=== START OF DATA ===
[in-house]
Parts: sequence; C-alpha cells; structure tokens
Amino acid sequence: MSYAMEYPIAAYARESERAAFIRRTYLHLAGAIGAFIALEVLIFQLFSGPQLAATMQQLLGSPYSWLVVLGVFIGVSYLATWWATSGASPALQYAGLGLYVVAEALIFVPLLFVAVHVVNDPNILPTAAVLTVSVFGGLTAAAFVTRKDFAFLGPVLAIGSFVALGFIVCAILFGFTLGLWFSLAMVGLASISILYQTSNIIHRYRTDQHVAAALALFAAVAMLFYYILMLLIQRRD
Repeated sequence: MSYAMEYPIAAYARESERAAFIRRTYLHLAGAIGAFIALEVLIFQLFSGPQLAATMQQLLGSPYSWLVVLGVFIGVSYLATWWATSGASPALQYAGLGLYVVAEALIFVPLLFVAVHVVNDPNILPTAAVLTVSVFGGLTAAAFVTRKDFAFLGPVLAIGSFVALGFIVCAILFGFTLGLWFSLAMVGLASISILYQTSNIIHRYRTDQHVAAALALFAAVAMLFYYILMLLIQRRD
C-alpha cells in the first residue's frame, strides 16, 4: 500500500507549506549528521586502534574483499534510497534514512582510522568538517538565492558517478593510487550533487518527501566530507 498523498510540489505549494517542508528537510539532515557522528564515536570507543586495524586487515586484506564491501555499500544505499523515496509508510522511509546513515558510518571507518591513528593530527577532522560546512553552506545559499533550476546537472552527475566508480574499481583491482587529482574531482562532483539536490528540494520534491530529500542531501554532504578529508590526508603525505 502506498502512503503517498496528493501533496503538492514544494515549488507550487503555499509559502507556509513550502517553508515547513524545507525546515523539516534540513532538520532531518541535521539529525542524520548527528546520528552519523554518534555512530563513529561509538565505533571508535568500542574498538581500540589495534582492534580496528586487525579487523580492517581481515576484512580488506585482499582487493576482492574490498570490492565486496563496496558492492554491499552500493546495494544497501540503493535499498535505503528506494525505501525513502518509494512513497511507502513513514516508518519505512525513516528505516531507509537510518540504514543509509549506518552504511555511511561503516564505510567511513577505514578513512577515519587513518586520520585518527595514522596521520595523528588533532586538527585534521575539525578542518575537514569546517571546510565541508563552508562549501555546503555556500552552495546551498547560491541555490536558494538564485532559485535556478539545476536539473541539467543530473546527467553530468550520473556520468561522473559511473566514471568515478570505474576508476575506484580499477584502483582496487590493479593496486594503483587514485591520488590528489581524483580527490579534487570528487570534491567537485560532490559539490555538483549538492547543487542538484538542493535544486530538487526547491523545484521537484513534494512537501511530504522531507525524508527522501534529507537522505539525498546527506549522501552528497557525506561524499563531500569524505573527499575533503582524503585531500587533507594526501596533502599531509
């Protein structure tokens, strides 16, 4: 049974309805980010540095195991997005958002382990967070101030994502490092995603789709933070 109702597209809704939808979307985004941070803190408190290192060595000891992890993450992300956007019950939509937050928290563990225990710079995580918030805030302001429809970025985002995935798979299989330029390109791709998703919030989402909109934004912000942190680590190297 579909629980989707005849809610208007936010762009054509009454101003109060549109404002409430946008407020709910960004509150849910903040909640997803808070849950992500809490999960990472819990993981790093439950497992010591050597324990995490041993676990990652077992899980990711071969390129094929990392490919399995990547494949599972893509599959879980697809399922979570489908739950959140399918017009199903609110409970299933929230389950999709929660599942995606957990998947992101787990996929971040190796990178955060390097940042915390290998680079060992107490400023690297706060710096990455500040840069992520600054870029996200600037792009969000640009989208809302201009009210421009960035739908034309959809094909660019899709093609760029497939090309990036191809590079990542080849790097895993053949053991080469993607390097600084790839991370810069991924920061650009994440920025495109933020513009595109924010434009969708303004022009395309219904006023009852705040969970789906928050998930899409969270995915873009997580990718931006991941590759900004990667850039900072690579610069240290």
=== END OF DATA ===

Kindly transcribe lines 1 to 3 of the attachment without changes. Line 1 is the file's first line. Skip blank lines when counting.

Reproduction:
[in-house]
Parts: sequence; C-alpha cells; structure tokens
Amino acid sequence: MSYAMEYPIAAYARESERAAFIRRTYLHLAGAIGAFIALEVLIFQLFSGPQLAATMQQLLGSPYSWLVVLGVFIGVSYLATWWATSGASPALQYAGLGLYVVAEALIFVPLLFVAVHVVNDPNILPTAAVLTVSVFGGLTAAAFVTRKDFAFLGPVLAIGSFVALGFIVCAILFGFTLGLWFSLAMVGLASISILYQTSNIIHRYRTDQHVAAALALFAAVAMLFYYILMLLIQRRD